- Accessories: White, ivory, or yellow gloves. Walking stick or cane – black with a gold top or tightly rolled umbrella in inclement weather. Pocket watch on a chain hanging from the waistcoat. Cufflinks.
Morning outfits had less rules than evening attire. Men could mix other ties, vests, patterns, and hats to create unique looks.
Dressing in 1920s Evening Wear Today
If you are attending a formal 1920s evening, then you will need a 1920s style tuxedo. Here are some tips to help you use readily available clothing for your authentic ’20s look.
- You can get either a black or very dark blue modern tailcoat or a tuxedo jacket. Tuxedos should have notch or peak lapels with a single button closure (it will be easier to find a two-button jacket). Double-breasted coats are also acceptable. Avoid shawl collars, velvet fabrics, contrasting color lapels, skinny fit, and colored tuxedo suits.
Black tailcoats are relatively unchanged since the 1920s. Just avoid white or any other color.
- Bib front dress shirts are hard to find. A plain white wingtip collar dress shirt will be a bit easier to find and look just as well. Avoid pleated tuxedo shirts, if possible.
- White or ivory waistcoats with the deep U shape are also hard to find, especially double-breasted. A single-breasted backless vest will be the most comfortable, just don’t remove your jacket while wearing it. Back vests will be easier to find and acceptable with tuxedo jackets. Choose a deep V neckline and avoid shiny satin materials.
- Tuxedo pants with braids are impossible to find. Flat front tuxedo pants with satin stripes on the sides will be acceptable. Order one size up if you want a higher waistline and hold them up with black suspenders. Avoid pleated tuxedo pants and very stretchy elastic suspenders (they stretch too much and your pants will fall down). Modern fit/skinny fit/ trousers usually have a very low waist. Avoid these and choose a classic fit.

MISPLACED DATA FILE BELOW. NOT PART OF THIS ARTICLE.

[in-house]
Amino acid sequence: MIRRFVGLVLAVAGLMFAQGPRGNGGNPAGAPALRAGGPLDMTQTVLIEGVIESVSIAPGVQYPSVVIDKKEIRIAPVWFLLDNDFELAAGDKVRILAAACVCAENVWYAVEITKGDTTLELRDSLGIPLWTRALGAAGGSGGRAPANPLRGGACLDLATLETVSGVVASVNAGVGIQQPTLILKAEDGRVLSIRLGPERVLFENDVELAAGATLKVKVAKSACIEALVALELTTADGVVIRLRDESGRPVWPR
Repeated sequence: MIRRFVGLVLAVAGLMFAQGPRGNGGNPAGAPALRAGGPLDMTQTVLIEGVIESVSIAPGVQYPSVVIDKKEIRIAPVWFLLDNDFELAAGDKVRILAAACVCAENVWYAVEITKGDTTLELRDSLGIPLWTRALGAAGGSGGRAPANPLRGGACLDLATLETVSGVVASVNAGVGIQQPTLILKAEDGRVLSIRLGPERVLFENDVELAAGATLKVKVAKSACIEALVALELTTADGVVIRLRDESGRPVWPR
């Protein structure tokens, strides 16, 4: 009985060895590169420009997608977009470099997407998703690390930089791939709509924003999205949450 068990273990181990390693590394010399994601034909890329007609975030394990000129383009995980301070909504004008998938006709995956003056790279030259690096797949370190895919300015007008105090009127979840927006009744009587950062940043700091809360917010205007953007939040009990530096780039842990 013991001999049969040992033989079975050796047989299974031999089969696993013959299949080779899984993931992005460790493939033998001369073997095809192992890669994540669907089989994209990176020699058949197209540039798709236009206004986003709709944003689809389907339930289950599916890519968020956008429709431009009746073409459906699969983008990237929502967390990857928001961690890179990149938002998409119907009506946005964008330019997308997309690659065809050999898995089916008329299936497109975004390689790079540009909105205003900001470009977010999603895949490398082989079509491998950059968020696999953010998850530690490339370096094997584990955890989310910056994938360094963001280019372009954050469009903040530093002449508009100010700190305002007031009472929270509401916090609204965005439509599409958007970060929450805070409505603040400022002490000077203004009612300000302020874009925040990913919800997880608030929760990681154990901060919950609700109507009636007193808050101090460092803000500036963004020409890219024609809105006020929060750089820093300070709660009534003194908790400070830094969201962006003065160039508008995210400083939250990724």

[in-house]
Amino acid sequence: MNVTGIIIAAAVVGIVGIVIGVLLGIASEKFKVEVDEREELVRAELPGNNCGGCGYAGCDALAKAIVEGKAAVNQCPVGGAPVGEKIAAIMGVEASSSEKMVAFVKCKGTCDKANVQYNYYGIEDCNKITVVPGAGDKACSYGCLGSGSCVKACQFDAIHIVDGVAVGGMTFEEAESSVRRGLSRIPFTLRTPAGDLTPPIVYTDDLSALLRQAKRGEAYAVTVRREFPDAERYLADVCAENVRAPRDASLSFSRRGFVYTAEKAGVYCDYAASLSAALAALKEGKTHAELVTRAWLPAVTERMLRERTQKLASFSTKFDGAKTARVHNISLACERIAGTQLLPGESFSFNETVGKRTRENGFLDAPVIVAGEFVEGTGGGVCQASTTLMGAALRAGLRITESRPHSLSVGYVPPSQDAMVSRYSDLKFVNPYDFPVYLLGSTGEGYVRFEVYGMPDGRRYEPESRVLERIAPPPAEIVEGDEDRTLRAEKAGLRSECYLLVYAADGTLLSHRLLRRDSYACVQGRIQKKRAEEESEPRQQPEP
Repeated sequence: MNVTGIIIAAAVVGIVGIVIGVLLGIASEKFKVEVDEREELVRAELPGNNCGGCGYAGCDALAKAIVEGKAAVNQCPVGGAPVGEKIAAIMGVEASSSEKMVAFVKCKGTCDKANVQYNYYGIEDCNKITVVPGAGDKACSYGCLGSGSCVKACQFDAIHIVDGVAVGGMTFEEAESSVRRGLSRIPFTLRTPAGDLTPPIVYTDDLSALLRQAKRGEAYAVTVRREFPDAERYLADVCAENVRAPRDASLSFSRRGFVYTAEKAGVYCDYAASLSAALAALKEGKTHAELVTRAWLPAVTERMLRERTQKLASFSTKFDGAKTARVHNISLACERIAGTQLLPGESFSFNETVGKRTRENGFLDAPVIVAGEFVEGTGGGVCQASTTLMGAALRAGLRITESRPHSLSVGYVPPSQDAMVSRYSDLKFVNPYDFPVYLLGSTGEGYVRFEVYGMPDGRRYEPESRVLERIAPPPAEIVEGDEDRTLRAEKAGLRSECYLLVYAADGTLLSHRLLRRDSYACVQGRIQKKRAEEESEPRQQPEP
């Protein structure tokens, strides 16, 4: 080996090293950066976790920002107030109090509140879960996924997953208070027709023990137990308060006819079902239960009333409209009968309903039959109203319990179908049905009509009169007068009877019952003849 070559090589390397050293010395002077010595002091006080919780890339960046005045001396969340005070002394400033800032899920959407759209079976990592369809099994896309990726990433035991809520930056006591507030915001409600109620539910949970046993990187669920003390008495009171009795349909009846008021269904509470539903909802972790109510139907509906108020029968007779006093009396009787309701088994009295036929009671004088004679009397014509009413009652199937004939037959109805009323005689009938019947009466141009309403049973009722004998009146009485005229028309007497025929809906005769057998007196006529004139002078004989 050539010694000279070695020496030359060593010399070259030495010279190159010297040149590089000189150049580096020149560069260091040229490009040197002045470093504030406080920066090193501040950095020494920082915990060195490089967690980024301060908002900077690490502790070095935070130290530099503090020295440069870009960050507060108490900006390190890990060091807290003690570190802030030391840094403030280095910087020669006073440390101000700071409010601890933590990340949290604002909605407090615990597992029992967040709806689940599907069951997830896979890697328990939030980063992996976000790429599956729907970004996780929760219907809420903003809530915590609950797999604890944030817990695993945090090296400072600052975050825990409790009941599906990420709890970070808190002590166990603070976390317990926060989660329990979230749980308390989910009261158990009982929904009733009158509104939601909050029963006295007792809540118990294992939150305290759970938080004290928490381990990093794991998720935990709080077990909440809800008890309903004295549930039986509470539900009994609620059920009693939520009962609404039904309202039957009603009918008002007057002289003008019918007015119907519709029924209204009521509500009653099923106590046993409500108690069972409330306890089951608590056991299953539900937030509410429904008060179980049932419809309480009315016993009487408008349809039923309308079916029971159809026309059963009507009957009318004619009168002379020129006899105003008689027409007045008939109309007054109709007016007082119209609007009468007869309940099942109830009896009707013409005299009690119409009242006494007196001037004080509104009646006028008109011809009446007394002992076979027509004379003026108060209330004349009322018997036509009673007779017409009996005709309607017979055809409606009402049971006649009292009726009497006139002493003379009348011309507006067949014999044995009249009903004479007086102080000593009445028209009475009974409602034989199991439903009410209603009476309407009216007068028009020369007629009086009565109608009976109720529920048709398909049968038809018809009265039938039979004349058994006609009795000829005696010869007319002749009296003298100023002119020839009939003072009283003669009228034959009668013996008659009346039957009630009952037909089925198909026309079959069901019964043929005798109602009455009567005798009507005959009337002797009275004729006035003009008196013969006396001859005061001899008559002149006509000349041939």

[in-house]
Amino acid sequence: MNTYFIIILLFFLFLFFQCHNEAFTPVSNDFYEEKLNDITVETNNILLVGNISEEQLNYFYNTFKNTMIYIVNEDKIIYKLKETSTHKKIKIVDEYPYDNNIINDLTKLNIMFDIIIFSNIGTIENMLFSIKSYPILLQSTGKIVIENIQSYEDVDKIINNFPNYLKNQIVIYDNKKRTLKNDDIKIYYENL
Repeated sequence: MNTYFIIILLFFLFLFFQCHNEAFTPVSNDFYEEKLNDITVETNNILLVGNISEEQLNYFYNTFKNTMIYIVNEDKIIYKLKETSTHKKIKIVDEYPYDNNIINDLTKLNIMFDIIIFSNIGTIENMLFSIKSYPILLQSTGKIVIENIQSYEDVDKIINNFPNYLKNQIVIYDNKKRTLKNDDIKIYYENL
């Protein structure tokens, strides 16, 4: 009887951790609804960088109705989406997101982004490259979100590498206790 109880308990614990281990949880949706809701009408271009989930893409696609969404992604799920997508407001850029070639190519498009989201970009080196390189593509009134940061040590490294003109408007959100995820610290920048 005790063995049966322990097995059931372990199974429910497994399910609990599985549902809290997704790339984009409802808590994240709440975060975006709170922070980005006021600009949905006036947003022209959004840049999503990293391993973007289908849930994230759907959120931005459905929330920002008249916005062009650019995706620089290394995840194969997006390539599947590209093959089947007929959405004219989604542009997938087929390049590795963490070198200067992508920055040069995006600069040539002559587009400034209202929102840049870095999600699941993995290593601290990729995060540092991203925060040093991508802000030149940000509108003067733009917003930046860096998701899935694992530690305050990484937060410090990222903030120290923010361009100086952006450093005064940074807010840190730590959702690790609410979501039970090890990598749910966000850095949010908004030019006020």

- For white tie, choose a white vest with white bow tie and optional white pocket square. For black-tie, choose a black vest, black bow tie, and optional white pocket square.
- Choose black patent leather Oxford shoes. Standard matte black shoes are ok in a pinch. Please clean and shine them up. Wearing spats over your shoes is an option for white-tie attire.
- Add snazzy accessories such as a cane, pocket watch, boutineer, cufflinks, spats, gloves, flask and ???. Make it your own and have fun! Shop here for accessories.
- You can find all of these formal clothes for sale here (USA) and here (UK).
To rent a tuxedo or morning suit visit The Men’s Warehouse online.
If you need more help with your look, just ask.
Debbie Sessions has been teaching fashion history and helping people dress for vintage themed events since 2009. She has turned a hobby into VintageDancer.com with hundreds of well researched articles and hand picked links to vintage inspired clothing online. She aims to make dressing accurately (or not) an affordable option for all. Oh, and she dances too.